Damage state description

The first story columns of the west side of the structure were heavily damaged. Columns with less restraint from infill walls, CW15 and CW17, suffered less damage than columns with more infill wall restraint. Many columns completely lost their capacities to resist gravity loads. In particular, columns CW04, CW05, CW06, and CW07 were severely damaged and shortened due to loss of core concrete. The longitudinal bars buckled as the weak stirrups could not provide enough confinement to core concrete. Some of the infill walls experienced minor cracks and crushing at the corners (Kwon, 2008).

Summary of causes of damage

1. It is anticipated that infill walls in the first floor, overload in the second floor, and inadequate stirrups of the columns resulted in the failure of columns. 2. Masonry infill walls shortened the effective length of columns, which resulted in brittle shear failures. 3. Part of the structure was overloaded with partition walls on the second floor, which may have led to the crushing of columns below. 4. The longitudinal bars buckled as the weak stirrups could not provide enough confinement to core concrete. (Kwon, 2008)

Observed Design and Construction Characteristics


Construction Quality

MaterialsNotesContribution to Damage
Reinforcing steel Smooth wires

ExecutionNotesContribution to Damage
Conveyance/placement of concrete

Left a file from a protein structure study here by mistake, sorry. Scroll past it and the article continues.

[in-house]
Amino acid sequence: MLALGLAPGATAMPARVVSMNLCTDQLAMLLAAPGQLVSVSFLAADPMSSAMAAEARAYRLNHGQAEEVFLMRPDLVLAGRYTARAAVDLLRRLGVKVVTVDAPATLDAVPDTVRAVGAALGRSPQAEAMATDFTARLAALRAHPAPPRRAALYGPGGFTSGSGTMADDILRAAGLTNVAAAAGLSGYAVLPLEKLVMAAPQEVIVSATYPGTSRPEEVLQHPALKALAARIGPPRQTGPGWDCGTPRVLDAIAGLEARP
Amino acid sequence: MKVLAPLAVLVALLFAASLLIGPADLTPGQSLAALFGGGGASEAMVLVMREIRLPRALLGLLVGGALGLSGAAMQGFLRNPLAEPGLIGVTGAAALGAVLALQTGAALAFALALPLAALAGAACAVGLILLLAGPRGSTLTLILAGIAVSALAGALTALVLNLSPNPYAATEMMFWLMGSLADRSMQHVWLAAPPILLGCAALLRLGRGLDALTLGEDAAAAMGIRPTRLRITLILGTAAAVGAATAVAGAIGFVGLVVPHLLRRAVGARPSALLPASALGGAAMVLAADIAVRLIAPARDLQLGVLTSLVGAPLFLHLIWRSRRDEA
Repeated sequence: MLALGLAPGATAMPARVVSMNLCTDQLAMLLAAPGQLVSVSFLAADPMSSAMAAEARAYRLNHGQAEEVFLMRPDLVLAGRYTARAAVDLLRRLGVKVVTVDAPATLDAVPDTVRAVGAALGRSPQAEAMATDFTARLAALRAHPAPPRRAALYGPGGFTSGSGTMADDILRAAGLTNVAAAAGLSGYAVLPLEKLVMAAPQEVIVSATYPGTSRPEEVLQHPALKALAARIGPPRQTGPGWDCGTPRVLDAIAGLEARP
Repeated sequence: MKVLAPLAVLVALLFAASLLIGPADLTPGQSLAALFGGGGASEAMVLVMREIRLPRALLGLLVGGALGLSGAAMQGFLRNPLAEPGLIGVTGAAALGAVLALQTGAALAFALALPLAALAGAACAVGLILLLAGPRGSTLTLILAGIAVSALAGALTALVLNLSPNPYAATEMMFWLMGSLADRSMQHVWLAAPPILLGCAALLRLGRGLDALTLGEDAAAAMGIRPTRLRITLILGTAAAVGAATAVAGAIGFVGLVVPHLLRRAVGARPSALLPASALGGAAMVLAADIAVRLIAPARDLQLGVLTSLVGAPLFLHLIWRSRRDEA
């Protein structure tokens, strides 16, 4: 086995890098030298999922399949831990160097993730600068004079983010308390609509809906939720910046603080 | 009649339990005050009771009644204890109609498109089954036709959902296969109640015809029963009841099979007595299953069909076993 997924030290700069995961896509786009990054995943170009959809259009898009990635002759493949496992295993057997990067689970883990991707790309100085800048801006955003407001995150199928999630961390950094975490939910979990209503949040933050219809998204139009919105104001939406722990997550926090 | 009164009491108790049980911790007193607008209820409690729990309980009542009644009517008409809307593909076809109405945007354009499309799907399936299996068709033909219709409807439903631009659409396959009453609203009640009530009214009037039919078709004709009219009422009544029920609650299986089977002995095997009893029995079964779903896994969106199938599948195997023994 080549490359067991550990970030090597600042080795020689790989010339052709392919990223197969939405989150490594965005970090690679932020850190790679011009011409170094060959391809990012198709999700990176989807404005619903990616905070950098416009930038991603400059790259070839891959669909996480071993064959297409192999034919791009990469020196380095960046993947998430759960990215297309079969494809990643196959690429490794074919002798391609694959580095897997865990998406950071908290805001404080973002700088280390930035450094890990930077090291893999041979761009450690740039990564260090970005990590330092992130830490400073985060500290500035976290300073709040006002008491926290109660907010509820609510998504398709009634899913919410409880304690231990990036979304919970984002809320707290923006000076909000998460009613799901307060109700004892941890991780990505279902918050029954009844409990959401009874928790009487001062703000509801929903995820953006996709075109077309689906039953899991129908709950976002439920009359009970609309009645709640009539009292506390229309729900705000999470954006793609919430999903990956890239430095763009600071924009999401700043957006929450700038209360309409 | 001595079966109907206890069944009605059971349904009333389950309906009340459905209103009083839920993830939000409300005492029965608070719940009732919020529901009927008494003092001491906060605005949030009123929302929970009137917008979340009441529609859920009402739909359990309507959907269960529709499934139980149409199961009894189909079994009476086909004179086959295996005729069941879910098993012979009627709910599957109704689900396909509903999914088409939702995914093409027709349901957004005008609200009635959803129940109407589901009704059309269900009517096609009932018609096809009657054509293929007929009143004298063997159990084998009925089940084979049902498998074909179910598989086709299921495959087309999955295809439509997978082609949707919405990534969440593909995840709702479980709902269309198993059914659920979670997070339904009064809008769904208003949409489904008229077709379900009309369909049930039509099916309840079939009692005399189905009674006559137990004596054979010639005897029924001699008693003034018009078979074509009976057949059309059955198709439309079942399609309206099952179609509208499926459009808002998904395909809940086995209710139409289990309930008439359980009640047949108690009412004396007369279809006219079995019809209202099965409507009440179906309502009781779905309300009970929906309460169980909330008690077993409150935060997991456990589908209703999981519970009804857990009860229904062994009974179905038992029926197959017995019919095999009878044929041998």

Rebar Only one #3 stirrup at the ends of the columns and widely spaced wires
Field variance with design documents
OtherNotesContribution to Damage
Other Factors Construction Quality


Plan IrregularitiesNotesContribution to Damage
Perimeter boundary Re-entrant corners
Out-of-plane offsets in lateral resisting system
Non-orthogonal systems

Vertical IrregularitiesNotesContribution to Damage
Soft story
Weak story The damage was concentrated on the first story
Geometric variablility of lateral resisting system
In-plane discontinuity of lateral resisting system
Mass distribution
Change in stiffness

OtherNotesContribution to Damage
Other Factors Configuration

Lateral Load Resisting System‐General

StrengthNotesContribution to Damage
Overall lack of strength

StiffnessNotesContribution to Damage
Extreme Flexibility

Load PathNotesContribution to Damage
Anchorage of nonstructural elements
Out-of-plane capacity of walls
Diaphragm chords
Diaphragm openings

OtherNotesContribution to Damage
Other Factors Lateral Load Resisting System-General

Lateral Load Resisting System‐Frames

ColumnsNotesContribution to Damage
Shear strength